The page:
Dashiki Dialogues: Sex and the City of Tshwane

2011-10-28 14:49

‘Never pass up an opportunity to have sex or appear on television.” So advised Gore Vidal, the American author, playwright and essayist.

Then I met a famous film producer in Joburg who took it up a few notches. “What about the invitation to have sex while on television?” he asked with a sparkle in his eye.

If you’re smart, you will realise that that’s a conversation you indulge at your peril.

So I smiled, wagged a finger and moved right along, which was to say: “No brother! Not me, I’m not the one.”

This idea of the public consumption of sex and its display take on various forms. At times, just observing this spectacle can be the most fascinating – if not a very revealing encounter.

Consider our administrative capital and its relationship with public erotica, for instance.

You don’t need to go far. A walk up Church Street will do.

Now if you’re strolling in from the east, you’ll pass the Union Buildings on your right just before you see Capital Inn to your left.

And if you come from the west, with Paul Kruger’s statue behind you, the shimmering structure of the national purse, the Reserve Bank, on your left, you’ll see Nest Inn to your right.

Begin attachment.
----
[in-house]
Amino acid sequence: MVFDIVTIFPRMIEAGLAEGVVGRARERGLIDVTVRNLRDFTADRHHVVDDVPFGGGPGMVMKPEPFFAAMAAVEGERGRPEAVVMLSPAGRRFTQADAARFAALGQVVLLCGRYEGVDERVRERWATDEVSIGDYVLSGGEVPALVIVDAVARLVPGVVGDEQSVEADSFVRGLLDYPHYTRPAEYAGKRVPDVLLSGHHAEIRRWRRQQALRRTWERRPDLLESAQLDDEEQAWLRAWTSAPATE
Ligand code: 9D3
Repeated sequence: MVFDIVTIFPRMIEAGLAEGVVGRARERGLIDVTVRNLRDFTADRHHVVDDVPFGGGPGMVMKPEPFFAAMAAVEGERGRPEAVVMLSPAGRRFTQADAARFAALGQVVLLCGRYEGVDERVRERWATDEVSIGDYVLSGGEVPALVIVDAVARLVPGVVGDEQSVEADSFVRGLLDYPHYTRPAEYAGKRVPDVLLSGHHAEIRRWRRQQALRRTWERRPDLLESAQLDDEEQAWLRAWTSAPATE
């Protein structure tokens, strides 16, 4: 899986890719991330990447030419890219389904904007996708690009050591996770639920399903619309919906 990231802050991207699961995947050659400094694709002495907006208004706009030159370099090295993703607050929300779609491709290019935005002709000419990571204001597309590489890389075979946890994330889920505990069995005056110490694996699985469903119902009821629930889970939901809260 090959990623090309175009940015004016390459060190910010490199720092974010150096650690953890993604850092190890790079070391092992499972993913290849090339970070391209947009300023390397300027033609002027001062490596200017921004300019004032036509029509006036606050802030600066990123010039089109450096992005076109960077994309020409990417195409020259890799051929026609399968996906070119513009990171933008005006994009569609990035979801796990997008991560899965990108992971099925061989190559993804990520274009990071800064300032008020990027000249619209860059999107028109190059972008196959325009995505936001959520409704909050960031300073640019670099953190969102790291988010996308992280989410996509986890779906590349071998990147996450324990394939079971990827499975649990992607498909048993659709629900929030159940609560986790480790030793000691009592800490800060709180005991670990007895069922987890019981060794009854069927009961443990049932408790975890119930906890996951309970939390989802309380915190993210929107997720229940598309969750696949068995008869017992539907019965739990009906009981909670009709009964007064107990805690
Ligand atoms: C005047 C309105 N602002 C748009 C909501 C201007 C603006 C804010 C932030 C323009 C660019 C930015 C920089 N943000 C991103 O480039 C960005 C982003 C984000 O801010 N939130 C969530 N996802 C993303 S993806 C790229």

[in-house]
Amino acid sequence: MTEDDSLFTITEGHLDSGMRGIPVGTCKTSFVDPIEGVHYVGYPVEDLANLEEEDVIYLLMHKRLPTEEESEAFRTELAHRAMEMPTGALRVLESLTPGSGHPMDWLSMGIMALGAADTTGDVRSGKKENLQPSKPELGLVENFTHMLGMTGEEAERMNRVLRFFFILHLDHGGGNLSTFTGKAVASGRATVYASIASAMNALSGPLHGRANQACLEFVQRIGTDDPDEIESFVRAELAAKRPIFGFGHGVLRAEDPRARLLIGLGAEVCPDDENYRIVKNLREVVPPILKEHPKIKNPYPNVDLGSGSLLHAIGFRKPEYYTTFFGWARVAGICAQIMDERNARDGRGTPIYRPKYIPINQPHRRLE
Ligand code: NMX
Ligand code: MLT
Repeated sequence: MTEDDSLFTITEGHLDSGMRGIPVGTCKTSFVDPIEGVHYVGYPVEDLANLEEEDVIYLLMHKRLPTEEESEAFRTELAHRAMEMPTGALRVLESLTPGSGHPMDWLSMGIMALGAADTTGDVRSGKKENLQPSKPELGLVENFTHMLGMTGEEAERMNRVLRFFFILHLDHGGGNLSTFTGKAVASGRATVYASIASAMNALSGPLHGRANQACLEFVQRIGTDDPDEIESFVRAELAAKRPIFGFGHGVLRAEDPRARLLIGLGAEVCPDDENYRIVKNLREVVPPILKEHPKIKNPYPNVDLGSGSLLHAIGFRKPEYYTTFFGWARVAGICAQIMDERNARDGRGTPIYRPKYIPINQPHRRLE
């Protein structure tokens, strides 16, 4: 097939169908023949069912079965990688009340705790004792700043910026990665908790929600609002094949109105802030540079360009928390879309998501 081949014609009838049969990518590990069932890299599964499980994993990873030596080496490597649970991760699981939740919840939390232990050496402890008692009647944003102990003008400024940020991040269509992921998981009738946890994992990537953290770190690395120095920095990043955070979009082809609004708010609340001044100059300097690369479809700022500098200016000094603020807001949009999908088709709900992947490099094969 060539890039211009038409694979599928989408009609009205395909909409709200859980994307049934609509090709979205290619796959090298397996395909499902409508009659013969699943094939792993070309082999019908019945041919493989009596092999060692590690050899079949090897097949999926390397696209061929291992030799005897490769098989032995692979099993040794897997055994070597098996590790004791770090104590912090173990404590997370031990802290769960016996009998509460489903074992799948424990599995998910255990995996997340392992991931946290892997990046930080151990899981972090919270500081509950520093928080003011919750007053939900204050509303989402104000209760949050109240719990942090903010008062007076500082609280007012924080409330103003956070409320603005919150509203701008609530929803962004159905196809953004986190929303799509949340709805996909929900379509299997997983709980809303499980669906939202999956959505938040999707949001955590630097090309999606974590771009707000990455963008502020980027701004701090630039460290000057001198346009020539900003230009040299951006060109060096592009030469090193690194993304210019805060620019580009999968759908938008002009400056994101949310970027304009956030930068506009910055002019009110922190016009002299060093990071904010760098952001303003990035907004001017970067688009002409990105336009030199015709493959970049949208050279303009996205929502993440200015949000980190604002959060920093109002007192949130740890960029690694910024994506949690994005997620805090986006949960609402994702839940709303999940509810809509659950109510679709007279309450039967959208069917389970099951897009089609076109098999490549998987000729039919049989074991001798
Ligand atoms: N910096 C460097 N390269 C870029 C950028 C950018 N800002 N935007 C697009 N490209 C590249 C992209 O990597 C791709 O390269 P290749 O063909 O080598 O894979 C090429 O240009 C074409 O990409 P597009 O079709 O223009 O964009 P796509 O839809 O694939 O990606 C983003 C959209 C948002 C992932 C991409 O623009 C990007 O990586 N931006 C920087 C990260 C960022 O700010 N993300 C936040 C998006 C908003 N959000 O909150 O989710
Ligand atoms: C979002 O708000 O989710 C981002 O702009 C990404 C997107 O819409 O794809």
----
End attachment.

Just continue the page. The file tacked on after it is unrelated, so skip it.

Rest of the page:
Now these two “inns” are reputed for housing ladies of the nookie trade.

I don’t have to tell you much about the relationship between power, politicians and prostitutes.

However, I can share my impressions of the sites, sights and sides of Tshwane and her night walkers or raunch-mongers, as it were.

They walk the city night and day, though I witness them mostly under the arrogant glare and heat of a Pretorian mid-morning sun, with sweat turning their chalky make-up into a muddy paste that demands a wash.

Sometimes, the thighs they flaunt in cut-off denim jeans tell of eventful nights lived with a guiltless lack of innocence, stern resolve and aching hearts.

Just like the synthetic hair weaves that passed for fine on the previous night’s jol, call for disturbed stares from passers-by (in the morning), who could be en route to church or wherever proud people wake up to go to on a dog day’s mid-morning.

However, whatever dashiki you dress them in – sexy imbeciles, victims or harlots – these figures signify a grave dialogue on our human need for love. Period!

» Follow me on Twitter @Percy_Mabandu 

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